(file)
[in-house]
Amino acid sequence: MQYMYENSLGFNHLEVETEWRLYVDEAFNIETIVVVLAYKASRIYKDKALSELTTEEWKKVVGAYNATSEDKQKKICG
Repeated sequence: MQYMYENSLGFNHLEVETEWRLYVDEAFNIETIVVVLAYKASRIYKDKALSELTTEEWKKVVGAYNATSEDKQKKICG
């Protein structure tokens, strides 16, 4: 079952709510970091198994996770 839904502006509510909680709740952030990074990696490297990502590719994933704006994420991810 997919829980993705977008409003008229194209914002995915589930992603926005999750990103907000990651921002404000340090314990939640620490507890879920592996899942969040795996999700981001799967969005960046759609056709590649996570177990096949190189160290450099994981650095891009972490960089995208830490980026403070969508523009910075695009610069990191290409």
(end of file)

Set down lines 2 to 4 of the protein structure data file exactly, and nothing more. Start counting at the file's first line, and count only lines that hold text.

Amino acid sequence: MQYMYENSLGFNHLEVETEWRLYVDEAFNIETIVVVLAYKASRIYKDKALSELTTEEWKKVVGAYNATSEDKQKKICG
Repeated sequence: MQYMYENSLGFNHLEVETEWRLYVDEAFNIETIVVVLAYKASRIYKDKALSELTTEEWKKVVGAYNATSEDKQKKICG
């Protein structure tokens, strides 16, 4: 079952709510970091198994996770 839904502006509510909680709740952030990074990696490297990502590719994933704006994420991810 997919829980993705977008409003008229194209914002995915589930992603926005999750990103907000990651921002404000340090314990939640620490507890879920592996899942969040795996999700981001799967969005960046759609056709590649996570177990096949190189160290450099994981650095891009972490960089995208830490980026403070969508523009910075695009610069990191290409």